After Mass, the high altar was kept open until Holy Saturday. The opened altar was covered with a pallium and wooden cover specifically designed for this use. The altar was sealed at its four corners by the chancellor of the curia and then watched day and night by the canons to make sure nothing was disturbed. Seven lamps were lit to designate the exposure of the holy Ark. When the altar top was replaced after Holy Saturday, the canons had to physically inspect the seals to make sure nothing had been tampered with.
In 1308, a fire in the Lateran necessitated the opening of the high altar. The canons found therein relics of Christ’s blood, the wooden altar of St. Peter, and the Ark of the Covenant. The Ark was moved to the side chapel of St. Tommaso. This chapel was demolished in 1647, at which time the Ark was installed in the apse for the veneration of the faithful. Not only Christians, but Jews of Rome came to venerate the sacred object. In 1661, the renowned antiquarian Famiano Nardini came to study the object. He wrote:
But after having diligently studied this Ark, which resembles the one described in Exodus, I cannot imagine that it is a thing produced in Rome for some other use, nor do I dare declare that it is a work made out of vain pretense.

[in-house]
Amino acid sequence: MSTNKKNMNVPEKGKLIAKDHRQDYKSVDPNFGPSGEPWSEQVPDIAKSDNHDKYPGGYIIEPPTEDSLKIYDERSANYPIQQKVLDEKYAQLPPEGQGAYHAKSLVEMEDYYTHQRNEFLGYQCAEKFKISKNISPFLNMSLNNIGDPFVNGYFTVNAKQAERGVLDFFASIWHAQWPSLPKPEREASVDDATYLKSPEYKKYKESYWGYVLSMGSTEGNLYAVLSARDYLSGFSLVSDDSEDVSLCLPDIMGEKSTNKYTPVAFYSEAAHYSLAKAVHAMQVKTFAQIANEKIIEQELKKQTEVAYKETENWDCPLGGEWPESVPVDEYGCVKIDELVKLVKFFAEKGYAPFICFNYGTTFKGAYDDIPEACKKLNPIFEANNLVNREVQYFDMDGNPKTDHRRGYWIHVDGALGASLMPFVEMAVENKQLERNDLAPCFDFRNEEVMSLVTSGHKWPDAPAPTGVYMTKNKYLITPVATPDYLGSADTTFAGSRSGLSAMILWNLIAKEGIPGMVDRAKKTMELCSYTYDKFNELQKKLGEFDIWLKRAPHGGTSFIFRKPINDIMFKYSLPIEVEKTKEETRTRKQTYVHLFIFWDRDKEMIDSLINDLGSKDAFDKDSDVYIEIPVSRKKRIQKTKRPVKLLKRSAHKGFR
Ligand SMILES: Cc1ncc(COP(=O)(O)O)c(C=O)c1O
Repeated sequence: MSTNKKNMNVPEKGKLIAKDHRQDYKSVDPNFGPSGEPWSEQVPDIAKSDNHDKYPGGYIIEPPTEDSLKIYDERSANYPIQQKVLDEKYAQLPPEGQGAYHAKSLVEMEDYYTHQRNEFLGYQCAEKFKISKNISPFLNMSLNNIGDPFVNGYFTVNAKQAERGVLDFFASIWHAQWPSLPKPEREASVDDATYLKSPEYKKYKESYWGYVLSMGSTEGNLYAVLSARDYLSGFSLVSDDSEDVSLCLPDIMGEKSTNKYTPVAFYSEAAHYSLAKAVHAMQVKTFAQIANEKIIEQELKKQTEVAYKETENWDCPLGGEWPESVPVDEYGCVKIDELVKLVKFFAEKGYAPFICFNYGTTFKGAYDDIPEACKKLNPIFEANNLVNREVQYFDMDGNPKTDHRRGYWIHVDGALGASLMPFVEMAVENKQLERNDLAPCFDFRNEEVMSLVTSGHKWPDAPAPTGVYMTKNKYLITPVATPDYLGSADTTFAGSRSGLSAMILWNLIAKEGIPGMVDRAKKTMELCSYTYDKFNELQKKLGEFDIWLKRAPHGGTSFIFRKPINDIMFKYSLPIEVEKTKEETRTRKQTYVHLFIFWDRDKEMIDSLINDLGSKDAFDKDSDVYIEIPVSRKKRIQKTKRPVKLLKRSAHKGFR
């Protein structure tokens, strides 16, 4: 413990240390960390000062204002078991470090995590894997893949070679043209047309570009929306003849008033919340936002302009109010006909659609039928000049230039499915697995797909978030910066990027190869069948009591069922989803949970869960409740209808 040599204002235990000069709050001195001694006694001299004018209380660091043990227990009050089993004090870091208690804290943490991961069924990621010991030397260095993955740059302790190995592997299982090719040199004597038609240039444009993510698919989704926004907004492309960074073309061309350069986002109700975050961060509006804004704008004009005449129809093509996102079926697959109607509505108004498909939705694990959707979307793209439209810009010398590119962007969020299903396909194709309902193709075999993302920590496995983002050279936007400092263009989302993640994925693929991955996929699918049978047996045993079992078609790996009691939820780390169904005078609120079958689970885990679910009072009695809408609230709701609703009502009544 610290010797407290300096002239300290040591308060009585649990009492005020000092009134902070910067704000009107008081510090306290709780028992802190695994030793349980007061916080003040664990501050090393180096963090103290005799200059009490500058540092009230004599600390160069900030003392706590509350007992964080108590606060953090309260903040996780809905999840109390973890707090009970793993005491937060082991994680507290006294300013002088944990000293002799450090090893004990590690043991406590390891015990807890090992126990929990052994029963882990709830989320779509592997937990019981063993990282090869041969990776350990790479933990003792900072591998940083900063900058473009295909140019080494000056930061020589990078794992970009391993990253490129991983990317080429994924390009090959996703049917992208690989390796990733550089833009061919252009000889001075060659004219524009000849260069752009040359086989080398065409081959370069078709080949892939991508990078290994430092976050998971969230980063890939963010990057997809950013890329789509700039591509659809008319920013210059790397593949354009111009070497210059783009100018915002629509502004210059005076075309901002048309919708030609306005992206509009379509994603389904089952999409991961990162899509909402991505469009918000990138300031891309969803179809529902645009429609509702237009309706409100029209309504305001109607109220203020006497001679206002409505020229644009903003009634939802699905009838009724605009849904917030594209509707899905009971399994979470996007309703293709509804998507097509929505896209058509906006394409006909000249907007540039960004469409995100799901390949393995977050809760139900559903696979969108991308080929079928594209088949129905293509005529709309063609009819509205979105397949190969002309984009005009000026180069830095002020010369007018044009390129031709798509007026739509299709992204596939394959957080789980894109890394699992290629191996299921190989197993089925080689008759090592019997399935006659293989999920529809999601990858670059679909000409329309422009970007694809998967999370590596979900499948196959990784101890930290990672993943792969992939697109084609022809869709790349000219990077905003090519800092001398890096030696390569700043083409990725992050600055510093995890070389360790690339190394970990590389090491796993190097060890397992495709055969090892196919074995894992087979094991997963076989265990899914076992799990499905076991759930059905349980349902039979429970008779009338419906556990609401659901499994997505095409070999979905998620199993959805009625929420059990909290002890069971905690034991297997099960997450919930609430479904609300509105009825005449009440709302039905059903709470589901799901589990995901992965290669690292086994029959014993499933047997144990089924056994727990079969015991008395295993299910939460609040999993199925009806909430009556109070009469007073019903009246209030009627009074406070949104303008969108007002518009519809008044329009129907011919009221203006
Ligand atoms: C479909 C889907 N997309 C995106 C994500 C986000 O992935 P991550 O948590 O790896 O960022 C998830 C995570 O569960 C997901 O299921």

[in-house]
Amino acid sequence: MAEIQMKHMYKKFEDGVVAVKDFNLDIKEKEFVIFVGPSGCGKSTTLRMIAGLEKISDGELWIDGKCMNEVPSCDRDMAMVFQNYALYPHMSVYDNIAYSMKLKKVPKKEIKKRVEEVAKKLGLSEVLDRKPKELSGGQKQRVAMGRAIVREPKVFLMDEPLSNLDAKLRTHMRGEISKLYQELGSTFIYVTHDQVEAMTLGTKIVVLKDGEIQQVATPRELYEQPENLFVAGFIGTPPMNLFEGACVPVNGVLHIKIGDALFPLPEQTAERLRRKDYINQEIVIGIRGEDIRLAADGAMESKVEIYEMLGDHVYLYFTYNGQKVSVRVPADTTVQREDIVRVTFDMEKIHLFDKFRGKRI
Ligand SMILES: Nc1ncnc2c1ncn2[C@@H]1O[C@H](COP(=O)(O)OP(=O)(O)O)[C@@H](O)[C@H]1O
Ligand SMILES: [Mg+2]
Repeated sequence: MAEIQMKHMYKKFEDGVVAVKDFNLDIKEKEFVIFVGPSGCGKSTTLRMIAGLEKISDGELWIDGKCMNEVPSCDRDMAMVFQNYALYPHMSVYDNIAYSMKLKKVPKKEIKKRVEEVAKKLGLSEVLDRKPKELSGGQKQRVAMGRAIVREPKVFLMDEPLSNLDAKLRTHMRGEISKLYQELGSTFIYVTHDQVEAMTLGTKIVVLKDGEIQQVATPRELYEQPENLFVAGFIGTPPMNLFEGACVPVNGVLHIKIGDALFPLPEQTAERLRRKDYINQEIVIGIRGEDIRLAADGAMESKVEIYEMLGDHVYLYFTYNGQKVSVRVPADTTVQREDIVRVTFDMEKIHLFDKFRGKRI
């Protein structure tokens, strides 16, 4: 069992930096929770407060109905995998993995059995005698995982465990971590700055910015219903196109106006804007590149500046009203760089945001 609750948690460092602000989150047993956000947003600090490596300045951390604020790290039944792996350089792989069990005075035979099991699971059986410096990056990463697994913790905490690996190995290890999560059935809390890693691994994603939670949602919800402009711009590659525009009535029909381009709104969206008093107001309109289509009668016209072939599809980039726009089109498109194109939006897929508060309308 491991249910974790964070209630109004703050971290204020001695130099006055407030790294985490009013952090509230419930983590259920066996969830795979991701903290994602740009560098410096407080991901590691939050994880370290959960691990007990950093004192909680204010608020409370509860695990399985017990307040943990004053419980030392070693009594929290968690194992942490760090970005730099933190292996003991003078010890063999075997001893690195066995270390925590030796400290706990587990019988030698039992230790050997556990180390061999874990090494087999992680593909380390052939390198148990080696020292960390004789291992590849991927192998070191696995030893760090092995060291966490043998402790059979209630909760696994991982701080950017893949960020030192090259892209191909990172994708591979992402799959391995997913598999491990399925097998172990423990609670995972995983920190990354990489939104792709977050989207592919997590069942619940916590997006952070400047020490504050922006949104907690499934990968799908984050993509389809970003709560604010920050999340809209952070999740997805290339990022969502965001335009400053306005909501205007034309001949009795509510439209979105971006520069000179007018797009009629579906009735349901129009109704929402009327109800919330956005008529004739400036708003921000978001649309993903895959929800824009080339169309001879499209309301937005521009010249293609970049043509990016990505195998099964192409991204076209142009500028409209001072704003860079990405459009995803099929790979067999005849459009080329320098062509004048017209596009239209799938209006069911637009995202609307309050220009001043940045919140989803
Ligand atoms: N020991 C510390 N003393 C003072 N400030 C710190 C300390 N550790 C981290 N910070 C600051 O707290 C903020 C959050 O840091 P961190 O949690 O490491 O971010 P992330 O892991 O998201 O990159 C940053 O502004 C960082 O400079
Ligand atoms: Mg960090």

Nevertheless, with the advent of modern science and archaeology, doubt began to be cast on the authenticity of the Lateran Ark. In 1745, Pope Benedict XIV ordered the Ark and other Temple objects laid out in the ambulatory of one of the Lateran side chapels for his inspection and judgement. The Ark was held within a decorated wooden chest covered with a cloth of silk, encased in a glass box. Votive lamps were burning in front of the sacred object.
Benedict XIV spent time observing the object. He left his examination without making a judgment, but presumably he spent the night pondering and praying over the matter. The next day, Pope Benedict ordered the Ark removed from the basilica. No physical or textual trace of the Ark has been found since 1745. We simply don’t know what Pope Benedict XIV did with it.
What was the mysterious object that lay hidden inside the Lateran for at least six centuries? Could it have been the Old Testament Ark of the Covenant? Where did Benedict remove it to? Was it discarded, or is it still sitting in some clammy cellar beneath the Vatican somewhere? It is one of Rome’s great mysteries.
 The Descriptio Lateranensis Ecclesiae, Cap. 20, 52. This text can be found in The Lateran Church in Rome and the Ark of the Covenant, Eivor Andersen Oftestad (Woodbridge, U.K.: The Boydell Press, 2019), pp. 227, 231
 William Durandus, Rationale Divinum Officiorum, ed. Neville Blakemore Jr. (Fons Vitae: Louisville, KY., 2007), 28
 Oftestad, xv.